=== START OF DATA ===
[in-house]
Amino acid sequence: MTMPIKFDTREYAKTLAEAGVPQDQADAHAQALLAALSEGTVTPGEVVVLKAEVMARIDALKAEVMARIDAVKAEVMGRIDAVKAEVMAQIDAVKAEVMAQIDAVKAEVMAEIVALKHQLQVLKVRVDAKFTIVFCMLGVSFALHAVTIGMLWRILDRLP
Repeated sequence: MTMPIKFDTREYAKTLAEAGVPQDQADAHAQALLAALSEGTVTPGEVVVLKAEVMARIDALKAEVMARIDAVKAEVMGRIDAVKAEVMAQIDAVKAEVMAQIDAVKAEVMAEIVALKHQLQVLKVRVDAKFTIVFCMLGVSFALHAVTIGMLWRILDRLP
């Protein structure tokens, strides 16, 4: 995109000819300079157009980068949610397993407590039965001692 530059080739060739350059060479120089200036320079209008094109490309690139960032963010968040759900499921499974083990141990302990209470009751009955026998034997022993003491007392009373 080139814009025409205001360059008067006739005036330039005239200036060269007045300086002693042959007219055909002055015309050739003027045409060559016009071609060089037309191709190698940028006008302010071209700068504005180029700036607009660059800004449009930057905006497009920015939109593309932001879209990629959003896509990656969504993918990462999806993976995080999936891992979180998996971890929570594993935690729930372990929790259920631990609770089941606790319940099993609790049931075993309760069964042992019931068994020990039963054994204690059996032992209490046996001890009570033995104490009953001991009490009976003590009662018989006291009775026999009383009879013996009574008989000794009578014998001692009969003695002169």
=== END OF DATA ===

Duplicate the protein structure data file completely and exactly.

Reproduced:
[in-house]
Amino acid sequence: MTMPIKFDTREYAKTLAEAGVPQDQADAHAQALLAALSEGTVTPGEVVVLKAEVMARIDALKAEVMARIDAVKAEVMGRIDAVKAEVMAQIDAVKAEVMAQIDAVKAEVMAEIVALKHQLQVLKVRVDAKFTIVFCMLGVSFALHAVTIGMLWRILDRLP
Repeated sequence: MTMPIKFDTREYAKTLAEAGVPQDQADAHAQALLAALSEGTVTPGEVVVLKAEVMARIDALKAEVMARIDAVKAEVMGRIDAVKAEVMAQIDAVKAEVMAQIDAVKAEVMAEIVALKHQLQVLKVRVDAKFTIVFCMLGVSFALHAVTIGMLWRILDRLP
């Protein structure tokens, strides 16, 4: 995109000819300079157009980068949610397993407590039965001692 530059080739060739350059060479120089200036320079209008094109490309690139960032963010968040759900499921499974083990141990302990209470009751009955026998034997022993003491007392009373 080139814009025409205001360059008067006739005036330039005239200036060269007045300086002693042959007219055909002055015309050739003027045409060559016009071609060089037309191709190698940028006008302010071209700068504005180029700036607009660059800004449009930057905006497009920015939109593309932001879209990629959003896509990656969504993918990462999806993976995080999936891992979180998996971890929570594993935690729930372990929790259920631990609770089941606790319940099993609790049931075993309760069964042992019931068994020990039963054994204690059996032992209490046996001890009570033995104490009953001991009490009976003590009662018989006291009775026999009383009879013996009574008989000794009578014998001692009969003695002169």